2. Ask questions: “Why” and “How”: Remember that the problem that is initially presented to you might be the tip of the iceberg.  Keep delving; ask lots of open questions.  Why, How, What, What if.   If you have the time, a workshop can be an effective way of achieving this.  Try to incorporate the views of a wide range of stakeholders, not just your sponsor.  Remember, operational business users who are “closer to the ground” may be able to uncover essential detail about the problem or opportunity.

3. Check for constraints (real and imaginary): There may well be real constraints that need to be met.  For example, if there is a regulatory change that needs to be implemented by 1st January, then this may well impact on the solution and it is worth documenting these constraints at the outset.  However, it is worth challenging all constraints – people often state constraints which could be unintentionally misleading.  For example:  “We need to increase efficiency through automation” when clearly automation isn’t the only way to increase efficiency.  Challenging these constraints earlier in the project lifecycle is likely to make your job as a BA easier!

4. Reign people in: Use the rapport you have with your stakeholders to “reign them in” when necessary.  For example : “That’s a totally valid point, but I think we’ve stepped into the solution domain here… can you remind me of the business problem that we need to solve?”.

Challenging stakeholders in this way gets easier over time, particularly as your organisation learns the true value that robust Business Analysis brings.  It’s a great way to get people thinking, and to ensure that your project has the best possible chance of delivering the required benefits for your stakeholders and clients!

Do you have any top tips for keeping people’s focus on the problem, rather than the solution?  I’d love to hear from you, so feel free to reply to this blog post!

7 things I wish I’d known when I started my BA career

One of the great things about the Business Analysis profession is that all of us have different backgrounds. I made a number of career moves before I became a BA, and I have never looked back (!)

I’ve been working as a BA for a fair few years now. However, it strikes me that when I started out, I had some rather naïve misconceptions over what the job would entail. I thought I would share these with you in this slightly light-hearted post. Did you find the same?

1. Not all business people understand the value of a BA: Strange, I know, but I was genuinely surprised to find that some business people don’t understand the BA role (or where it adds value). This was an extremely sharp learning curve, and I learned the importance of  reputation management and self promotion.

2. Business decisions are often made on emotion : It doesn’t matter how tentative the business case, in some organisations if a charismatic executive has a pet project, it might just fly.  As  a  Business Analyst, the challenge is to inform the decision making process and ensure that both logic and emotion are considered.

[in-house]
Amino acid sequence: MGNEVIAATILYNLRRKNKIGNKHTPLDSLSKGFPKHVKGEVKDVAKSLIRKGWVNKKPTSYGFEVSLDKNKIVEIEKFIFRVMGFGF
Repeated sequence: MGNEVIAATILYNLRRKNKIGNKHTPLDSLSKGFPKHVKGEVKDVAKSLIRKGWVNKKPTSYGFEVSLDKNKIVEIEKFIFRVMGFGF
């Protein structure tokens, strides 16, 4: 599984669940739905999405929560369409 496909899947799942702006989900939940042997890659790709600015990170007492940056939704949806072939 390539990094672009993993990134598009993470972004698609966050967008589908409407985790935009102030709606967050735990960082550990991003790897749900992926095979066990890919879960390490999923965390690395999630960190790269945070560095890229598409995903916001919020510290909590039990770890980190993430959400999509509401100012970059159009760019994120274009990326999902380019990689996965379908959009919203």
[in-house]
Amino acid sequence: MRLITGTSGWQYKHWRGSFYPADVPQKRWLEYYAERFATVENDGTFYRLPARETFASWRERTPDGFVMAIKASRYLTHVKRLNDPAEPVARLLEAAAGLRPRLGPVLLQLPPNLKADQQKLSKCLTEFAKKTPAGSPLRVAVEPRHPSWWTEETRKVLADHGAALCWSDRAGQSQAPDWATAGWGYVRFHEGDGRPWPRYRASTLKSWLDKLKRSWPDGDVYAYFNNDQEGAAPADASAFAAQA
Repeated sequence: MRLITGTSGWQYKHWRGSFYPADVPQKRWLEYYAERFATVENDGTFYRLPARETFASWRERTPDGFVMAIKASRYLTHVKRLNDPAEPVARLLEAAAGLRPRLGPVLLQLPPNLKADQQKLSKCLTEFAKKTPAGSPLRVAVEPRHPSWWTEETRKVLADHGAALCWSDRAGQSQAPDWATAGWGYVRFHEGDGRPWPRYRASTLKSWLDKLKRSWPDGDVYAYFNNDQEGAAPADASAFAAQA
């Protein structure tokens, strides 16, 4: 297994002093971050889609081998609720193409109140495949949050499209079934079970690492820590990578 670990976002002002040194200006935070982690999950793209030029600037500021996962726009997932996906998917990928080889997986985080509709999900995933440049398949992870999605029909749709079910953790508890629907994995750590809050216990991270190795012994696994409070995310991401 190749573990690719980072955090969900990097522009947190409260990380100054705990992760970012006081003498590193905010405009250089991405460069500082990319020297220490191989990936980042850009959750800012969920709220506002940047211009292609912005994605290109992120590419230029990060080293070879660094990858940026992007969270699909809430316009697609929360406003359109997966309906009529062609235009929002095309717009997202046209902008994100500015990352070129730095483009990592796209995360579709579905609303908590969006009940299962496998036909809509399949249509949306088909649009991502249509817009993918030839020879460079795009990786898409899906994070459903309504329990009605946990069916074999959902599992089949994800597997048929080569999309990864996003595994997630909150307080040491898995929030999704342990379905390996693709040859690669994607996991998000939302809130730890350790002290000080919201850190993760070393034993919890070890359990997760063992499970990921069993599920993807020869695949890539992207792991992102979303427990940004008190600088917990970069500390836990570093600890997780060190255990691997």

3. Good Project Managers like being challenged: Some BAs find PMs intimidating, but my experience is that good PMs are open to challenge. If a deadline is unrealistic, it’s better that they know in advance.

4. It’s OK to be unpopular: A controversial point, but BAs won’t always be popular with everyone! In my view, Integrity is much more important than popularity.

5. Stakeholder Analysis is more important than anyone admits: It’s absolutely essential that you know who to talk to, and when to engage them. Whether formal or informal, Stakeholder Management might just save your project.

6. Continuing Professional Development makes you stand out : Professional development gives you “the edge” and significantly increases your credibility. And it doesn’t have to be provided by an employer, it is something that can be sought out by an individual.

7. The concept of “The Business” as a single entity is misconceived: Any organisation is actually a group of stakeholders, and they may well have differing or conflicting views.

I’d be interested to hear your views. What do you wish you knew when you were just starting out?

This article was originally published by Adrian Reed on Pragnalysis.com, a site dedicated to Business Analysis in the real world, and more importantly, home to an entirely free requirements toolkit.

BA Skillset : Refresh the lost art of ‘networking’!

In recent times, there has been a renewed focus on Stakeholder Management during business change projects.  Formal Stakeholder Management helps to ensure that expectations are managed, and conflict is addressed.  With this renewed focus on formal management techniques, it’s easy to forget the value of your informal network of colleagues, suppliers, friends and associates.

Your network is there to support you, and you are in a great position to help them. As a Business Analyst, It’s great to expand your network as widely as possible – both within your organisation and beyond.  Your network can help you solve problems, and can provide you with advice and guidance (after all, you’d do the same for them, right?). It’s often the case that information cascades through informal networks far quicker than through any formal methods.  These chance encounters could lead you to discover synergies between projects, hear of new opportunities, or maybe even get your next job (!)

So how do you expand your network?   This is especially challenging given that “Networking” sounds scary.  It often brings back memories of ill-fated cocktail parties, or Champagne-and-canapés product launches.  The reality is that it doesn’t have to be that way – any place, event or situation when you are meeting new people (or building relationships with existing colleagues) is an opportunity to expand your network.  That includes the queue for the coffee machine!

So why not spend a little extra time at the coffee machine next time.  Who knows what information you might find, or who you might be able to help.

If you’re serious about expanding your network, here are 4 “quick tips”:

1. Take the opportunity to exchange details: Make sure you make the most of any potential networking opportunity open to you, and exchange details.  This could be a training course where you’ll meet other delegates, or even an internal meeting.  If appropriate, make sure you have a good supply of business cards ready.  Follow up the next day with an e-mail.